Review by Frank Plowright
Sax Rohmer’s works have largely fallen from favour, yet for almost fifty years from his first Fu Manchu novel in 1913 he was an enormously popular author. The villainous Fu Manchu himself is these days seen as an offensive, racist portrayal, yet as adapter Trina Robbins notes in her introduction, the attitudes also seeped into Rohmer’s other stories, including 1918’s Dope, an early success. Dope is also packed with racist caricatures, and were it not for them a patronisingly offensive attitude toward women would be under the spotlight, but it’s a cracking story. What to do?
Robbins meets Rohmer halfway, being relatively faithful to the novel, but without drawing many participants in an undignified way. Well, at least not in a racist way, since plenty of indignity is on the cards. As Robbins selects which dialogue to reproduce, she drops the racist descriptions and highlights the stupidity of the views expressed, posing the men to accentuate their mannered behaviour and stage dialogue. The sample page exemplifies that.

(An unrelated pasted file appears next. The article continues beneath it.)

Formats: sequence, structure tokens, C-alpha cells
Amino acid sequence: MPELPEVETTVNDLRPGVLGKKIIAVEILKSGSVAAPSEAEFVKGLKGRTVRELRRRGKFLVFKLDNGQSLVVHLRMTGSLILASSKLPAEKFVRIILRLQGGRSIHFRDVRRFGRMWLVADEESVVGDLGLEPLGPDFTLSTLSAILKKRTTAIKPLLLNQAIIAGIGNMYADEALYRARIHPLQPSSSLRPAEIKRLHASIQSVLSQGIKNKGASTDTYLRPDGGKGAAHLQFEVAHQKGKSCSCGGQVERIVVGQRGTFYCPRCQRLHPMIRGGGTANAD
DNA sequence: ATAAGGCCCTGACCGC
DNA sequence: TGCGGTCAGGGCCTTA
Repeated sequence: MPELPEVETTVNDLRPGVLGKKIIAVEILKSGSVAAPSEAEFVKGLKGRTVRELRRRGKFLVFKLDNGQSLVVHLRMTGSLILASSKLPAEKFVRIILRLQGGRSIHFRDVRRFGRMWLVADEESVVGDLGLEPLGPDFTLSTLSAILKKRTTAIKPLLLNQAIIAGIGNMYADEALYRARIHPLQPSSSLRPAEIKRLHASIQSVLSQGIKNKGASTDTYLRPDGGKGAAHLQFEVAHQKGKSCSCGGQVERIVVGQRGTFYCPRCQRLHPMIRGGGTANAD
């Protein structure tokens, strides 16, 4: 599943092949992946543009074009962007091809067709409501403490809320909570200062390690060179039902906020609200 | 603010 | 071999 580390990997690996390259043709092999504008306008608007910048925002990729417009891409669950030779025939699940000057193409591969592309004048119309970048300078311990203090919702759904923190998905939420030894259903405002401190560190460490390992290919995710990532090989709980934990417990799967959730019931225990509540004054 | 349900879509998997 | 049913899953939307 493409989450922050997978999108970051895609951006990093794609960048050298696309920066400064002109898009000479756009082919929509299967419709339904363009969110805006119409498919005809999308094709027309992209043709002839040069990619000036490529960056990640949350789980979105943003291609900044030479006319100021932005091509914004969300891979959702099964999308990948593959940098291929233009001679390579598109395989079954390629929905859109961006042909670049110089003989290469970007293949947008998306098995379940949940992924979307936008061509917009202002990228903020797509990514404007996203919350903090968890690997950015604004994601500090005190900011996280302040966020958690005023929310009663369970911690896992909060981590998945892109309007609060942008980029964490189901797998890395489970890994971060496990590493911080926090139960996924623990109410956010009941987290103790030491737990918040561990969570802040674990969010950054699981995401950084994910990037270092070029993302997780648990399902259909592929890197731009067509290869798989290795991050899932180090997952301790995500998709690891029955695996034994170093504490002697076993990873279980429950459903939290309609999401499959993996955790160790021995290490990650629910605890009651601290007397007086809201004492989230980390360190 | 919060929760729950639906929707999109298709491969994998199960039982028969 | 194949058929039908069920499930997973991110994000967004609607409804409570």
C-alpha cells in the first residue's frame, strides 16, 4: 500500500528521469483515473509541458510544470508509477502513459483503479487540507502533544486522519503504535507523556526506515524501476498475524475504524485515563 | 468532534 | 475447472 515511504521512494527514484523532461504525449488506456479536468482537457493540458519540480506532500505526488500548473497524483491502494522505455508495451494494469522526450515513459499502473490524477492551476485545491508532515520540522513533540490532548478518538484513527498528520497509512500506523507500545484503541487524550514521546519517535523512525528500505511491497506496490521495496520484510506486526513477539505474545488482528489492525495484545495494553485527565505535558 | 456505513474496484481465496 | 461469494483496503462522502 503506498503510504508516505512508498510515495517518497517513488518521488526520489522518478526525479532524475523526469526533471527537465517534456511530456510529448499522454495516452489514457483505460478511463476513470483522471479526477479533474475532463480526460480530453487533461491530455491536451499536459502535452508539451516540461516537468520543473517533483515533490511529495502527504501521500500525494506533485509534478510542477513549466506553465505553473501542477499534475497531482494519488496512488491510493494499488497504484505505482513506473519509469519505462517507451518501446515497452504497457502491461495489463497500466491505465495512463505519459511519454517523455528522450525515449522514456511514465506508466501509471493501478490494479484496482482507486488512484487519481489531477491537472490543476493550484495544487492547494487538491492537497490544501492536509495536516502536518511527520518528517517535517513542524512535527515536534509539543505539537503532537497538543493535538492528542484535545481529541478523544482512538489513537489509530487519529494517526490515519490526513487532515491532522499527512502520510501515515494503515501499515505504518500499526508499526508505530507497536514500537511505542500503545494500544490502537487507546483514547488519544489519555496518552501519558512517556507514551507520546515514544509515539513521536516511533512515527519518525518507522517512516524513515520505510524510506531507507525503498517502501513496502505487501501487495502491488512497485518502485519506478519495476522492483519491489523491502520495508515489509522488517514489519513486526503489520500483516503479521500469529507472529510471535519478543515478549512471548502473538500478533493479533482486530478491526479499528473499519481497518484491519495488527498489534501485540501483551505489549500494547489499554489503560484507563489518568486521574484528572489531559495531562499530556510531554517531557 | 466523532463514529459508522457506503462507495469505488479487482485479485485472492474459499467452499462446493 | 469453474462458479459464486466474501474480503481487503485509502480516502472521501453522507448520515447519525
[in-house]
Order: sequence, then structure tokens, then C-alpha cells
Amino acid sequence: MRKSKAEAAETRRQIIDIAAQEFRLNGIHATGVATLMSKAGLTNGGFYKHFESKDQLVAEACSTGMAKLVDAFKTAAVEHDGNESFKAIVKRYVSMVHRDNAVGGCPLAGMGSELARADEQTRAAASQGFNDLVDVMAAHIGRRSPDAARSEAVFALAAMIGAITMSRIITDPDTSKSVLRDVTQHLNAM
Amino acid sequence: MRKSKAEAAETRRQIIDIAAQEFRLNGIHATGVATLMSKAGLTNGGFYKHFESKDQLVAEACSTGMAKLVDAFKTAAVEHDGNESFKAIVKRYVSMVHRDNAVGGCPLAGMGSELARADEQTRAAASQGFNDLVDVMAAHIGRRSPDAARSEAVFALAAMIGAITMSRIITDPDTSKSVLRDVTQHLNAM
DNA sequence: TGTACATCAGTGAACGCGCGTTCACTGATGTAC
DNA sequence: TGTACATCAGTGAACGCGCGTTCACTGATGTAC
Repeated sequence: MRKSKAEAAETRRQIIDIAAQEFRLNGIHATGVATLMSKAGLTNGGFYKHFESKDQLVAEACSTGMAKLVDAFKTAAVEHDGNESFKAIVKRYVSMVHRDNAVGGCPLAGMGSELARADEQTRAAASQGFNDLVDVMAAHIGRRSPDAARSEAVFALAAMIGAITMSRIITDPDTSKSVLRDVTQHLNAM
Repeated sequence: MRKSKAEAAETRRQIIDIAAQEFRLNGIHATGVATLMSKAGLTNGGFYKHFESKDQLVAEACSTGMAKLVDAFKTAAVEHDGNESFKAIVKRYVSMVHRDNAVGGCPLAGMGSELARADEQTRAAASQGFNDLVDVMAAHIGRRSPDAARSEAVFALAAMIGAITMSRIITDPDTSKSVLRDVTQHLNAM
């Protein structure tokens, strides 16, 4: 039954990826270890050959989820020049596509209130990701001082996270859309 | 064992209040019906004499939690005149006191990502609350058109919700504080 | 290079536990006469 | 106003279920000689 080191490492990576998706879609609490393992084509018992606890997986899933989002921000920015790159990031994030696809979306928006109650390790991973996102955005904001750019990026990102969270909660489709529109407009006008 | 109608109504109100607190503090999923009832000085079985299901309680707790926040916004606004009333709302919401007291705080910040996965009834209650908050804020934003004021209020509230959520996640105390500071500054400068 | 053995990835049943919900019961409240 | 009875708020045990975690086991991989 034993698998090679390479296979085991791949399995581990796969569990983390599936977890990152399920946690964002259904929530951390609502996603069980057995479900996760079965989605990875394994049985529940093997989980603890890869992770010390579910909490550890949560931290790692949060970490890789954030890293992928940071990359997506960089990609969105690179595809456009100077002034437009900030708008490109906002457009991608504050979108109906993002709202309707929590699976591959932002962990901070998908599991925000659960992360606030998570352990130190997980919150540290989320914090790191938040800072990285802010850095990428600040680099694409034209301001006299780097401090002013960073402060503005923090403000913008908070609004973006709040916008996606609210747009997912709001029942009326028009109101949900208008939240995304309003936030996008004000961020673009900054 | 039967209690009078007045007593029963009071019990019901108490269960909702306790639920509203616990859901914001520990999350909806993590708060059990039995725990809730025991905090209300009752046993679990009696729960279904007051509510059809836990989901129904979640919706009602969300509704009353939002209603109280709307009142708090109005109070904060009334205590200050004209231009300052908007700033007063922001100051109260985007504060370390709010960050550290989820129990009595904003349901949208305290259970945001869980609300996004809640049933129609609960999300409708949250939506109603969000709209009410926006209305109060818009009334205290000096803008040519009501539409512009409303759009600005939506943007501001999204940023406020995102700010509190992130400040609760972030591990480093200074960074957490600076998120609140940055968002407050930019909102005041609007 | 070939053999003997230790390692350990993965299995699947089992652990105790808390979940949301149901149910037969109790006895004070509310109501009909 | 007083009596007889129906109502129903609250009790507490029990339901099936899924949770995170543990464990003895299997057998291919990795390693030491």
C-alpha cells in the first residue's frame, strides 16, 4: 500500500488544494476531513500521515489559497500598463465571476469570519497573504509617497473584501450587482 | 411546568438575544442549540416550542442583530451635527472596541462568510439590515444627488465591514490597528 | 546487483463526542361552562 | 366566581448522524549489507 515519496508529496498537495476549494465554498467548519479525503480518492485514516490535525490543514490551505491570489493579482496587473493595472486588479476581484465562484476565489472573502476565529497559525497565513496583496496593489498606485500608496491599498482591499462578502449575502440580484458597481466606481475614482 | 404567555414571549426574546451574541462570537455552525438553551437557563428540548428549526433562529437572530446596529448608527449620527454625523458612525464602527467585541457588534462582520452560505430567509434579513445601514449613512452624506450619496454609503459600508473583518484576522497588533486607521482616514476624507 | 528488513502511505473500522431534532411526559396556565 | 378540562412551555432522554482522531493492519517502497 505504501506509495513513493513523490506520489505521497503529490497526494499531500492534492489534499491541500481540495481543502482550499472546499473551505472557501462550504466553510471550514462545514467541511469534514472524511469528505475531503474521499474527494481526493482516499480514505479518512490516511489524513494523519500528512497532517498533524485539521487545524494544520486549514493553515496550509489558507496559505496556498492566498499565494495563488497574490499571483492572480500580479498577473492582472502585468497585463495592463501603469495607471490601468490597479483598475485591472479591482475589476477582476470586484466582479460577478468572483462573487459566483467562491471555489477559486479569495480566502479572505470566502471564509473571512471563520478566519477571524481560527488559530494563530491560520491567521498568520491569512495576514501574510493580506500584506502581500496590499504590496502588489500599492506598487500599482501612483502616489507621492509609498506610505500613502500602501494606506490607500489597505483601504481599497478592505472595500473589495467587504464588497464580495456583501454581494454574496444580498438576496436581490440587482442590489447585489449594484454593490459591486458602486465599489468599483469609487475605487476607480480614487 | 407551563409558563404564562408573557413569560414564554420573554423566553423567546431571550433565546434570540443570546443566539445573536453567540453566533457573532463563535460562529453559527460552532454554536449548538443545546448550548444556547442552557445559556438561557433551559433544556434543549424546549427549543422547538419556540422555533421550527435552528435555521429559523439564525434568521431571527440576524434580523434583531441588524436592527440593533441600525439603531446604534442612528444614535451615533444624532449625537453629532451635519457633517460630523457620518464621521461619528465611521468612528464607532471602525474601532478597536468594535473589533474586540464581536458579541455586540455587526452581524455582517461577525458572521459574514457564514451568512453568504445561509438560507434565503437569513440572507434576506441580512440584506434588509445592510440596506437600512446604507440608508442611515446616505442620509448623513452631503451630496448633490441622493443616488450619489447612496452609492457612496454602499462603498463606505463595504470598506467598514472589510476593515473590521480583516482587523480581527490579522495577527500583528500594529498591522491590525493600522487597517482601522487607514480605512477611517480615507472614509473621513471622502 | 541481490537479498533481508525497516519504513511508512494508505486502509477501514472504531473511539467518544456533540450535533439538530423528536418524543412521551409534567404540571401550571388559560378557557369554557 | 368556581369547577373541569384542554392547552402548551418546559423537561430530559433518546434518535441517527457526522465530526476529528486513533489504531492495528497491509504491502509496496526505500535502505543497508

The story opens with popular actress Rita Dresden/Irvin disappearing after we see her arguing with her opium dealer, her theatrical mentor Lucien Pyne discovered dead there shortly afterwards. An extensive dip into Rita’s past follows, noting her slide into addiction and how she’s exploited.
In her introduction Robbins notes how pleased she was with the art, having finally mastered brush inking by the early 1980s, but that’s not the half of it. She’s always had an eye for designing people, is careful to dress them well, and Dope is also notable for page designs taking art-deco as an inspiration. She relishes the costumes and makes the most of London, be it the seedy Limehouse area, or the richer environments.
Despite the recognition of Rohmer’s racist portrayals, it seems Robbins has neglected to excise them all, and one character’s dialogue is profoundly uncomfortable. Without slipping into spoiler territory, there is a viable reason, but it’s not revealed until near the end, and there’s plenty of substituting an ‘l’ for an ‘r’ in the dialogue before then.
Dope is a short adaptation, and is completed with plenty of background material on the novel, the case it was based on, post World War I drug addiction and Rohmer himself. It’s the ideal complement to a period pulp thriller that remains a page-turner.